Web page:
Lydia Lynch: ‘In 100 years we still won’t have all the answers in science’

28 Apr 2021

Image: Lydia Lynch

Immunologist Lydia Lynch talks about the challenge of science communication and how Covid-19 has altered the life sciences industry.

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The last year has certainly shone a light on the life sciences sector, especially on areas such as epidemiology and immunology. But while the Covid-19 pandemic has sparked worldwide interest, the science that underpins this research has always been fascinating.

Dr Lydia Lynch is an Irish immunologist who has been deep in research for nearly two decades. She is founder of the Lynch Lab, based in both Trinity College Dublin and Harvard University, which focuses on immunometabolism – studying how the immune system and the metabolic system interact.

“The cell has its own metabolism and all the different immune cells have different metabolisms and we’re trying to understand what metabolic pathways control different cell responses,” she told

“The other side is how the immune system plays an unexpected role in metabolism. It’s not just that they have their own metabolism like all cells do, it’s that when you change things in the immune system, systemic metabolism changes.”

‘You can’t just change or boost your immune system by just changing a small part of your diet’

A major focus for the lab is the relationship between obesity and the immune system. Lynch explained how obesity can affect the immune system, in that if the immune system is fed too much fat, it can become too overloaded to target the cells it’s supposed to.

Obesity is associated with many cancer risks. However, a 2019 US study found that while 88pc of Americans understood that there is a connection between a healthy heart and a healthy weight, 87pc didn’t realise there was a link between obesity and cancer.

Lynch said it’s important to engage with the public more about obesity and how it affects the immune system, but the language that is used is also important.

“We should end the stigma of obesity, which is really counterproductive. Stigma doesn’t work,” she said. “We need to talk about obesity with correct, non-stigma language.”

She also spoke about a common misconception when it comes to the immune system, which is that increasing your intake of one thing in particular, such as vitamin C or fish, can drastically boost your immune function.

“The body holds the nutrient balance in such tight regulation that you can’t just change or boost your immune system by just changing a small part of your diet,” Lynch said. “Hopefully in the future we will be able to modulate diet to change certain immune features for different diseases, but we’re not there yet.”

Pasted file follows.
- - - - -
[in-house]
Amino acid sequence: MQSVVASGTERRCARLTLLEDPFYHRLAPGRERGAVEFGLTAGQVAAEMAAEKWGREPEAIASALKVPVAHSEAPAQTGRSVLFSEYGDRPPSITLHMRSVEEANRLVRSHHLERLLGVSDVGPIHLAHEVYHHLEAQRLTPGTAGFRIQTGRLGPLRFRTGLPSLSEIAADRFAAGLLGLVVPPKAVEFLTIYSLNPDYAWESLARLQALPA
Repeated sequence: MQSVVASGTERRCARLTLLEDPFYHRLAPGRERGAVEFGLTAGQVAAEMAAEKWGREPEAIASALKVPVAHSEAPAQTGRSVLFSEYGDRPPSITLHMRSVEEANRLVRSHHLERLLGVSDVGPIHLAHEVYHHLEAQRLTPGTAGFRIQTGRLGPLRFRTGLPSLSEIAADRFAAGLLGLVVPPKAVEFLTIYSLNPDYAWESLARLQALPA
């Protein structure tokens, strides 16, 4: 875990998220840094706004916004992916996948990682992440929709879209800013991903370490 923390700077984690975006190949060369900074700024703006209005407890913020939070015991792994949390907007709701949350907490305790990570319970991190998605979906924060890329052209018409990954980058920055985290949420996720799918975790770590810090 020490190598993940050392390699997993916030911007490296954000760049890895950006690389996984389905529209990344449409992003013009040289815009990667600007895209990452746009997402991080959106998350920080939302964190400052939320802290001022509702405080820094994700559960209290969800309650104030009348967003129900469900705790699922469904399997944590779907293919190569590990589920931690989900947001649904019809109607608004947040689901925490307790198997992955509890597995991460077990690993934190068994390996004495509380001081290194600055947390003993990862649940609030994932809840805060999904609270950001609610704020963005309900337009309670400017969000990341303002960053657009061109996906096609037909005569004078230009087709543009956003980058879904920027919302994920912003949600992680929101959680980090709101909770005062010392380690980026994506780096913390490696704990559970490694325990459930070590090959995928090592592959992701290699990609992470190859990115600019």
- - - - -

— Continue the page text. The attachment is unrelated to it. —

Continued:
Outside of obesity, Lynch Labs is also interested in a new way of thinking about the immune system itself.

“It’s not just protecting us from bugs and pathogens and cancer, it’s actually able to sense what’s going on outside and adjust itself but also the body.”

Science communication

When asked about trends in the life sciences industry as a whole, Lynch said she doesn’t personally like how things are changing when it comes to the publication of science papers.

“The discovery for the sake of a discovery for me is very interesting and very important. But at the end of all papers, they want you to have cured something,” she said.

Lynch gave the example of research into potential treatments for multiple sclerosis (MS), which use an animal model of MS for experiments and can involve the modulation of the protein family IL-17. She said when proving the successful modulation of IL-17, researchers cure the animal model of MS.

“So then the paper in the public ends up saying ‘we’ve cured MS’, when actually that’s been done hundreds of thousands of times in a mouse,” she explained, adding that results will be different in humans.

She said the publication of papers needs change how findings are communicated, or alter the requirements for the paper itself. “We don’t need to have cured the disease at the end of every publication in order the for the finding to be interesting,” she said.

In terms of Covid-19, however, she believes there are some positives to glean from the pandemic and its effect on the life sciences industry.

“People and scientists are in awe of how quick we could go from a pandemic where everyone was in lockdown to getting a vaccination for it in the same year,” she said, adding that she hopes it will lead to more people pursuing careers in science.

She also talked about why she loved working in science. “In 100 years we still won’t have all the answers. There’s so many questions to pursue that you’ll be able to find something that you really are passionate about,” she said. “I can’t think of a better career to pick.”

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Jenny Darmody is the editor of Silicon Republic